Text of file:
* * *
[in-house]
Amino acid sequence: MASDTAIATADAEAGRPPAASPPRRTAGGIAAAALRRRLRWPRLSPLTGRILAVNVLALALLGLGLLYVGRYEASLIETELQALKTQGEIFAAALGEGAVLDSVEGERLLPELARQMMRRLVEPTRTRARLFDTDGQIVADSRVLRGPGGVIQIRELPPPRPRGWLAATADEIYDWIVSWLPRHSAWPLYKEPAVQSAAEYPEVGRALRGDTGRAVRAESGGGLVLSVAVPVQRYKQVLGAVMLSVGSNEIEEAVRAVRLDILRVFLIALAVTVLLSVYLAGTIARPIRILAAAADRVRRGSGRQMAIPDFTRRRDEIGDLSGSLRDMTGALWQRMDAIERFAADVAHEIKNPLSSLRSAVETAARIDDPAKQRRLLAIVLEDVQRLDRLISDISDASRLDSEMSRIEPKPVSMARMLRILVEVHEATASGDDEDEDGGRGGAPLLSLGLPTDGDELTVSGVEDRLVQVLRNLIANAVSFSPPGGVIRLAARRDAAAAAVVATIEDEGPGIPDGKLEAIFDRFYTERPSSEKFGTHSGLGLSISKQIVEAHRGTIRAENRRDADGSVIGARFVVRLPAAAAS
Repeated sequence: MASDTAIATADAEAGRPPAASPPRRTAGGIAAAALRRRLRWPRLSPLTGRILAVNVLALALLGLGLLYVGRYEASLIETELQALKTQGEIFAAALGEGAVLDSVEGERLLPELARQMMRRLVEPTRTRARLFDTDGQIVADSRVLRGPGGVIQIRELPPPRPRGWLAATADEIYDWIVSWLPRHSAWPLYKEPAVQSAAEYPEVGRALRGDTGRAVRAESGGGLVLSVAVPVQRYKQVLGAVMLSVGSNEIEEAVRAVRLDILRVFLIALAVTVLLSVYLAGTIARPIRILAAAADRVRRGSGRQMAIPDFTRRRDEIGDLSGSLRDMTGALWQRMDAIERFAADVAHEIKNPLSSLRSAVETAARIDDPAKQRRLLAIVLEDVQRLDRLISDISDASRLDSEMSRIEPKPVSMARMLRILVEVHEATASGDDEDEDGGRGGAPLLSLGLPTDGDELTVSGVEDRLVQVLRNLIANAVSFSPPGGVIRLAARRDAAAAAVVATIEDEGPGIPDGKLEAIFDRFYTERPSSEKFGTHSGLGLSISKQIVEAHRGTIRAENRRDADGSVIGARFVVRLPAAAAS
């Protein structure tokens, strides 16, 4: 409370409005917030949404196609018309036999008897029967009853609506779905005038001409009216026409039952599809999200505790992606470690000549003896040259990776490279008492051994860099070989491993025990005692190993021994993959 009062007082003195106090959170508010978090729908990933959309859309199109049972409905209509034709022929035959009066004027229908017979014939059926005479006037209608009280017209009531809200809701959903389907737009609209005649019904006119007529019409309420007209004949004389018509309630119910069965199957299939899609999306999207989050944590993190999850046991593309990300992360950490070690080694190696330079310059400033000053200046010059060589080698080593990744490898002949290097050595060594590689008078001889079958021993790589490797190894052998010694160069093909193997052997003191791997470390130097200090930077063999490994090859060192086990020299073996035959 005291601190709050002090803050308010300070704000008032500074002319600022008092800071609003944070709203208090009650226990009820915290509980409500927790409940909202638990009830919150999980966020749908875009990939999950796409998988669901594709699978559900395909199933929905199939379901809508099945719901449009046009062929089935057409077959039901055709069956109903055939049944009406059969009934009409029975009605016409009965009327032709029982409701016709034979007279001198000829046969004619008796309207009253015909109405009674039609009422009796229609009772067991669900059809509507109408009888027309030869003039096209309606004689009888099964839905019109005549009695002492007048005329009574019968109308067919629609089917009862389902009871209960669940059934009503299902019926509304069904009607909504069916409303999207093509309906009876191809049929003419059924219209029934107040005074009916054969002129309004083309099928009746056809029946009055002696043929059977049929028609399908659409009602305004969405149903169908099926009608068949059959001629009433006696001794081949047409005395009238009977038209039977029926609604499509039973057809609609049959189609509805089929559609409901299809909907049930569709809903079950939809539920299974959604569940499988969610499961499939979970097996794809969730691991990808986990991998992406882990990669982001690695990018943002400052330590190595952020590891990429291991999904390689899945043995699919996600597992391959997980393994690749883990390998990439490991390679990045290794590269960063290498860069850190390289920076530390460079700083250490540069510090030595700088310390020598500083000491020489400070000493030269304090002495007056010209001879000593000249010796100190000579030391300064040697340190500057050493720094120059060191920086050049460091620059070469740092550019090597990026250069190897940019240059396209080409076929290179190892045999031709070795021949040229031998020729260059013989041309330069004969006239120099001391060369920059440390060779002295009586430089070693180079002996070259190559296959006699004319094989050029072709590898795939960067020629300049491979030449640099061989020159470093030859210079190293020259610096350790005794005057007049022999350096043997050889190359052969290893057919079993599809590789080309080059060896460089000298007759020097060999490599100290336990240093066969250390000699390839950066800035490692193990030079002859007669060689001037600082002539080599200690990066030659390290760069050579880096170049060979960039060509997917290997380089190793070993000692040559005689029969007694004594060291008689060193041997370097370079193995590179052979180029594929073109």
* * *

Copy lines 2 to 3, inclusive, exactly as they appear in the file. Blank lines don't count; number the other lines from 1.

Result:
Amino acid sequence: MASDTAIATADAEAGRPPAASPPRRTAGGIAAAALRRRLRWPRLSPLTGRILAVNVLALALLGLGLLYVGRYEASLIETELQALKTQGEIFAAALGEGAVLDSVEGERLLPELARQMMRRLVEPTRTRARLFDTDGQIVADSRVLRGPGGVIQIRELPPPRPRGWLAATADEIYDWIVSWLPRHSAWPLYKEPAVQSAAEYPEVGRALRGDTGRAVRAESGGGLVLSVAVPVQRYKQVLGAVMLSVGSNEIEEAVRAVRLDILRVFLIALAVTVLLSVYLAGTIARPIRILAAAADRVRRGSGRQMAIPDFTRRRDEIGDLSGSLRDMTGALWQRMDAIERFAADVAHEIKNPLSSLRSAVETAARIDDPAKQRRLLAIVLEDVQRLDRLISDISDASRLDSEMSRIEPKPVSMARMLRILVEVHEATASGDDEDEDGGRGGAPLLSLGLPTDGDELTVSGVEDRLVQVLRNLIANAVSFSPPGGVIRLAARRDAAAAAVVATIEDEGPGIPDGKLEAIFDRFYTERPSSEKFGTHSGLGLSISKQIVEAHRGTIRAENRRDADGSVIGARFVVRLPAAAAS
Repeated sequence: MASDTAIATADAEAGRPPAASPPRRTAGGIAAAALRRRLRWPRLSPLTGRILAVNVLALALLGLGLLYVGRYEASLIETELQALKTQGEIFAAALGEGAVLDSVEGERLLPELARQMMRRLVEPTRTRARLFDTDGQIVADSRVLRGPGGVIQIRELPPPRPRGWLAATADEIYDWIVSWLPRHSAWPLYKEPAVQSAAEYPEVGRALRGDTGRAVRAESGGGLVLSVAVPVQRYKQVLGAVMLSVGSNEIEEAVRAVRLDILRVFLIALAVTVLLSVYLAGTIARPIRILAAAADRVRRGSGRQMAIPDFTRRRDEIGDLSGSLRDMTGALWQRMDAIERFAADVAHEIKNPLSSLRSAVETAARIDDPAKQRRLLAIVLEDVQRLDRLISDISDASRLDSEMSRIEPKPVSMARMLRILVEVHEATASGDDEDEDGGRGGAPLLSLGLPTDGDELTVSGVEDRLVQVLRNLIANAVSFSPPGGVIRLAARRDAAAAAVVATIEDEGPGIPDGKLEAIFDRFYTERPSSEKFGTHSGLGLSISKQIVEAHRGTIRAENRRDADGSVIGARFVVRLPAAAAS